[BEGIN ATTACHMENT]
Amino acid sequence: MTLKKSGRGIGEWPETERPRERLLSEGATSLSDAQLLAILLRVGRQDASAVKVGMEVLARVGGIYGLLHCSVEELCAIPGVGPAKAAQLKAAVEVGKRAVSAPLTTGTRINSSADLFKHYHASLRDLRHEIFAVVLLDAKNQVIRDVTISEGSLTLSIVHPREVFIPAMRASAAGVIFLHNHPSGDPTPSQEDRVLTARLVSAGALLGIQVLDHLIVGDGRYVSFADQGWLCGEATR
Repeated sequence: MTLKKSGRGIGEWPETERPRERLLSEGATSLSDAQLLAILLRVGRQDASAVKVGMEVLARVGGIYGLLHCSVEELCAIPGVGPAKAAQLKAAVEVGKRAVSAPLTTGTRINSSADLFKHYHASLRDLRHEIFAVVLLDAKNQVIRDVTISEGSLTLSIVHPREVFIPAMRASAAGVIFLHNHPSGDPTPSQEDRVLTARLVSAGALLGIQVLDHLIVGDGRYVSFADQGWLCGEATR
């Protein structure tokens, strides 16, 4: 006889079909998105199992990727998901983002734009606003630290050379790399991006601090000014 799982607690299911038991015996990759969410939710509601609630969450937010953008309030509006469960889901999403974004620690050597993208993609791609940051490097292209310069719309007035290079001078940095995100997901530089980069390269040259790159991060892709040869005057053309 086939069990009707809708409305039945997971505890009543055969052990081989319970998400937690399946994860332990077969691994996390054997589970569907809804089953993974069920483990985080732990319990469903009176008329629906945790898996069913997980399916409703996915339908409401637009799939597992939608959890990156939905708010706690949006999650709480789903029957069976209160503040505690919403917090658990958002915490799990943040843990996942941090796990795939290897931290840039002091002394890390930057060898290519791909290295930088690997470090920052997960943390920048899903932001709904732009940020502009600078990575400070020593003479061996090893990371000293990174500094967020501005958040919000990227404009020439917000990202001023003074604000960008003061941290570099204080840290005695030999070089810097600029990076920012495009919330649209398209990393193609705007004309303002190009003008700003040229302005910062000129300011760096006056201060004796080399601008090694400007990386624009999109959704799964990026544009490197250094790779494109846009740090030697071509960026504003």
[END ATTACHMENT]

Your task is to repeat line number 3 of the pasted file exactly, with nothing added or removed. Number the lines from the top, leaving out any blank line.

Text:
């Protein structure tokens, strides 16, 4: 006889079909998105199992990727998901983002734009606003630290050379790399991006601090000014 799982607690299911038991015996990759969410939710509601609630969450937010953008309030509006469960889901999403974004620690050597993208993609791609940051490097292209310069719309007035290079001078940095995100997901530089980069390269040259790159991060892709040869005057053309 086939069990009707809708409305039945997971505890009543055969052990081989319970998400937690399946994860332990077969691994996390054997589970569907809804089953993974069920483990985080732990319990469903009176008329629906945790898996069913997980399916409703996915339908409401637009799939597992939608959890990156939905708010706690949006999650709480789903029957069976209160503040505690919403917090658990958002915490799990943040843990996942941090796990795939290897931290840039002091002394890390930057060898290519791909290295930088690997470090920052997960943390920048899903932001709904732009940020502009600078990575400070020593003479061996090893990371000293990174500094967020501005958040919000990227404009020439917000990202001023003074604000960008003061941290570099204080840290005695030999070089810097600029990076920012495009919330649209398209990393193609705007004309303002190009003008700003040229302005910062000129300011760096006056201060004796080399601008090694400007990386624009999109959704799964990026544009490197250094790779494109846009740090030697071509960026504003």